“So, what you’re saying is that DC current should be falling out somewhere?” I asked sarcastically. Oh sure, ask an idiotic question like that, when I’m supposed to be the smart guy to a guy who thinks AC current is held in the wall socket because of an equilateral force between positive and negative. Why don’t I just hang a sign around my neck that says, “Tell me anything, I’ll believe it!” Hang on; he’s working on a thought provoking answer. I suppose he just has to think this through a minute and get it into an illogical format that fits the rest of his story.

He stands there pondering for a minute, changes his stance and rubs his chin for a bit, then… he gives his final solution to this perplexing problem. “DC current isn’t all that strong. That’s why it’s used in cars, ya know. AC is way too powerful for them. Besides, they haven’t found a way to keep an extension cord dangling out of a car that won’t get all tangled up while you’re driving,” he proudly deduced.

All-righty-then… … … … I’ll just leave this discussion right here. I can’t top that one, nor, do I even want to try. I’ll just replace this guy’s blower motor and send him on his way.

He left the shop with a beaming smile. The kind of smile that someone usually has after they’ve won some sort of debating contest. He says to me as he walks out the door, “I just taught you something you didn’t know.” With that, my day is now complete. I’m so glad he stopped by. I couldn’t have made it another day without his wonderful explanation of electricity.

I guess everyone has their own theories but this one topped them all. Just to be on the safe side, I’m going to make sure all the batteries on the display racks have those little red and black protectors on the terminals. Wouldn’t want any of it leaking out, you know.

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  • Have you checked out Joe's Latest Blog?

      Auto shop owners are always looking for ways to improve production levels. They focus their attention on their technicians and require certain expectations of performance in billable labor hours. While technicians must know what is expected of them, they have a limited amount of control over production levels. When all factors are considered, the only thing a well-trained technician has control over is his or her actual efficiency.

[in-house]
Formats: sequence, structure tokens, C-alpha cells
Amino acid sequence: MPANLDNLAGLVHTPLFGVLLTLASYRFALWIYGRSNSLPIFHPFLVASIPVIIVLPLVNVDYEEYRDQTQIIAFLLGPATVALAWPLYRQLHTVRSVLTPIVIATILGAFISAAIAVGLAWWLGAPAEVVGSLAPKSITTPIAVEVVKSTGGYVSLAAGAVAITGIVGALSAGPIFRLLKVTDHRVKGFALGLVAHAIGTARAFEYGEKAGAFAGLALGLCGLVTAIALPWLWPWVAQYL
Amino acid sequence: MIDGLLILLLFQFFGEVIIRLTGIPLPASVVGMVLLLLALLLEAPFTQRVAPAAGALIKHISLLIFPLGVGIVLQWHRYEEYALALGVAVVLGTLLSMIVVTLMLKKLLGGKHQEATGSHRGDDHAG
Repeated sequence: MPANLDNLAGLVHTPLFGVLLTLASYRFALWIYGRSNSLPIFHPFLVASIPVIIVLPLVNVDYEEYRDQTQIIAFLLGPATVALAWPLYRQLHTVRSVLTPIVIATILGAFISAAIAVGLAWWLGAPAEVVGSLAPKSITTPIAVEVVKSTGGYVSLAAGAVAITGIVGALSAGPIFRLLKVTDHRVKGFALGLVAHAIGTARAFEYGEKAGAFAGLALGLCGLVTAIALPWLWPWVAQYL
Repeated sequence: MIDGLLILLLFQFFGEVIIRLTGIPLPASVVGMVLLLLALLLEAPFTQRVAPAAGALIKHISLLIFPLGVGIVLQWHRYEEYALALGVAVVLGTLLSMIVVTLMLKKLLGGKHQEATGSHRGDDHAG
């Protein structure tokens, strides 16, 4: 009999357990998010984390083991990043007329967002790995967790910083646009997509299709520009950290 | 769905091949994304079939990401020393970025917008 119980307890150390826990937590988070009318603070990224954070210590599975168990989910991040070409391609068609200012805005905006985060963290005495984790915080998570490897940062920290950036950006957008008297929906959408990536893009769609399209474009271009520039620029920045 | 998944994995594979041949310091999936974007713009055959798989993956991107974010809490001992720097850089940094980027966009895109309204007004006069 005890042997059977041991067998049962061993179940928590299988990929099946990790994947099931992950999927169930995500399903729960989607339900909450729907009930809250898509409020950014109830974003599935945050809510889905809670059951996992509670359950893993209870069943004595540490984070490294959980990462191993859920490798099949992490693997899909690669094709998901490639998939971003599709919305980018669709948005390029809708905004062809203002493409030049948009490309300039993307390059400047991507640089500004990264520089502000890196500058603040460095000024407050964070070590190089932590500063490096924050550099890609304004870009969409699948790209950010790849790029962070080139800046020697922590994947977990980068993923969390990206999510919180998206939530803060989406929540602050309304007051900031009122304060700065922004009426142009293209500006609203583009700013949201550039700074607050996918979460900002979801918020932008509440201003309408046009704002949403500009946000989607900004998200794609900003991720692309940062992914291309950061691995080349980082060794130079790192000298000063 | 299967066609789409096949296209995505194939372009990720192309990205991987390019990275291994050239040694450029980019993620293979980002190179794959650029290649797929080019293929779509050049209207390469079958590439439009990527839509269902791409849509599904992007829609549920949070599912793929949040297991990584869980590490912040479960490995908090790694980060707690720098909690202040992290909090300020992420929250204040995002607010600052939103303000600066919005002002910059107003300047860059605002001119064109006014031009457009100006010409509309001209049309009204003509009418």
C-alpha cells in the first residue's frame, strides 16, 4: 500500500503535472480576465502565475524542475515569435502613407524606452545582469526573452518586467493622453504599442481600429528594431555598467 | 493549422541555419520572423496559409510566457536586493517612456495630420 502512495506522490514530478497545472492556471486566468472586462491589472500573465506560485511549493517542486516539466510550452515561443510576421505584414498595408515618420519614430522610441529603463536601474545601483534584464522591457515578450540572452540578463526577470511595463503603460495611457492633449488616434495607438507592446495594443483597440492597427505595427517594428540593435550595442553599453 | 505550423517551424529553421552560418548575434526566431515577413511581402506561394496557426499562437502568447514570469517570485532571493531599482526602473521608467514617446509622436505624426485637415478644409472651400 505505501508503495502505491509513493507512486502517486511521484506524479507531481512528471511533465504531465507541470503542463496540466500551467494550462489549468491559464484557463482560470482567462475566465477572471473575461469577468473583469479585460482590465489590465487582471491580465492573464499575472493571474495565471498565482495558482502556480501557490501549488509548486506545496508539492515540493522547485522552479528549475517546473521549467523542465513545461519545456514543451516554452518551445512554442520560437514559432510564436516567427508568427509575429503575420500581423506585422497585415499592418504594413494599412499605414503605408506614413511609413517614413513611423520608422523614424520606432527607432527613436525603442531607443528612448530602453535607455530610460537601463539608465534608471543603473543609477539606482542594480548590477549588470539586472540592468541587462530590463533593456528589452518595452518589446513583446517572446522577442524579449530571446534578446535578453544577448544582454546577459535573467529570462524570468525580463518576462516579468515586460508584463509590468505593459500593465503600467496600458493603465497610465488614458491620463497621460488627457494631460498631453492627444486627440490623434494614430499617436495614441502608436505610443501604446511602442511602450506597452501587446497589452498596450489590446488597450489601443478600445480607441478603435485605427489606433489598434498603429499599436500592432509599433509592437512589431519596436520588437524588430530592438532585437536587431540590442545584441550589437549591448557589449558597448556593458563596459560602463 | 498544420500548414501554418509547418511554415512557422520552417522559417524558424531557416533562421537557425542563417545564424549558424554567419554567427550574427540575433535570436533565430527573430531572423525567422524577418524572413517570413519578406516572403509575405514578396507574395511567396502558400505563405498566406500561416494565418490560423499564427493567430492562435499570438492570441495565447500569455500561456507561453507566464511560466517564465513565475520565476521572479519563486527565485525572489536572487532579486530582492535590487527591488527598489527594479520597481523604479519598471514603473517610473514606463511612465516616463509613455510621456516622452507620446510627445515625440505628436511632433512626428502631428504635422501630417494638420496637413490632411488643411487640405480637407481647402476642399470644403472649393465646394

As a review, technician efficiency is the amount of labor time it takes a technician to complete a job compared to the labor time being billed to the customer. Productivity is the time the technician is billing labor hours compared to the time the technician is physically at the shop. The reality is that a technician can be very efficient, but not productive if the technician has a lot of downtime waiting for parts, waiting too long between jobs, or poor workflow systems.
      But let’s go deeper into what affects production in the typical auto repair shop. As a business coach, one of the biggest reasons for low shop production is not charging the correct labor time. Labor for extensive jobs is often not being billed accurately. Rust, seized bolts, and wrong published labor times are just a few reasons for lost labor dollars.
      Another common problem is not understanding how to bill for jobs that require extensive diagnostic testing, and complicated procedures to arrive at the root cause for an onboard computer problem, electrical issue, or drivability issue. These jobs usually take time to analyze, using sophisticated tools, and by the shop’s top technician. Typically, these jobs are billed at a standard menu labor charge, instead of at a higher labor rate. This results in less billed labor hours than the actual labor time spent. The amount of lost labor hours here can cripple a shop’s overall profit.
      Many shop owners do a great job at calculating their labor rate but may not understand what their true effective labor is, which is their labor sales divided by the total labor hours sold. In many cases, I have seen a shop that has a shop labor rate of over $150.00 per hour, but the actual effective labor rate is around $100. Not good.
      Lastly, technician production can suffer when the service advisors are too busy or not motivated to build relationships with customers, which results in a low sales closing ratio. And let’s not forget that to be productive, a shop needs to have the right systems, the right tools and equipment, an extensive information system, and of course, great leadership.
      The bottom line is this; many factors need to be considered when looking to increase production levels. While it does start with the technician, it doesn’t end there. Consider all the factors above when looking for ways to improve your shop’s labor production.